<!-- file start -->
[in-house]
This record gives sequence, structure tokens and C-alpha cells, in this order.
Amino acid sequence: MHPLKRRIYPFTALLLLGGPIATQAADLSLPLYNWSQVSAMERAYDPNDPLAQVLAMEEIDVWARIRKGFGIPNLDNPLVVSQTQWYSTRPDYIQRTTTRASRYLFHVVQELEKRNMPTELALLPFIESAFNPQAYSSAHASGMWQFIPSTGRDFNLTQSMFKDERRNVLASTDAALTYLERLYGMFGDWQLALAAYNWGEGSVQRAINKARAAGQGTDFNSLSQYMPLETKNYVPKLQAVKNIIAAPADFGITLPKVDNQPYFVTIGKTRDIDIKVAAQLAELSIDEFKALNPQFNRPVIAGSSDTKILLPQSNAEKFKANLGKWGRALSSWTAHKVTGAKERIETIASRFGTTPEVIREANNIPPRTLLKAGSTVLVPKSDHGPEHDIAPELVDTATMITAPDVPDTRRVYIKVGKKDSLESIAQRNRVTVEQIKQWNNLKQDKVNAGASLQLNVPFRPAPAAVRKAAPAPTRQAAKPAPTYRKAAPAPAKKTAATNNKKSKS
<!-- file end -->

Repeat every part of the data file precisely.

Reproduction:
[in-house]
This record gives sequence, structure tokens and C-alpha cells, in this order.
Amino acid sequence: MHPLKRRIYPFTALLLLGGPIATQAADLSLPLYNWSQVSAMERAYDPNDPLAQVLAMEEIDVWARIRKGFGIPNLDNPLVVSQTQWYSTRPDYIQRTTTRASRYLFHVVQELEKRNMPTELALLPFIESAFNPQAYSSAHASGMWQFIPSTGRDFNLTQSMFKDERRNVLASTDAALTYLERLYGMFGDWQLALAAYNWGEGSVQRAINKARAAGQGTDFNSLSQYMPLETKNYVPKLQAVKNIIAAPADFGITLPKVDNQPYFVTIGKTRDIDIKVAAQLAELSIDEFKALNPQFNRPVIAGSSDTKILLPQSNAEKFKANLGKWGRALSSWTAHKVTGAKERIETIASRFGTTPEVIREANNIPPRTLLKAGSTVLVPKSDHGPEHDIAPELVDTATMITAPDVPDTRRVYIKVGKKDSLESIAQRNRVTVEQIKQWNNLKQDKVNAGASLQLNVPFRPAPAAVRKAAPAPTRQAAKPAPTYRKAAPAPAKKTAATNNKKSKS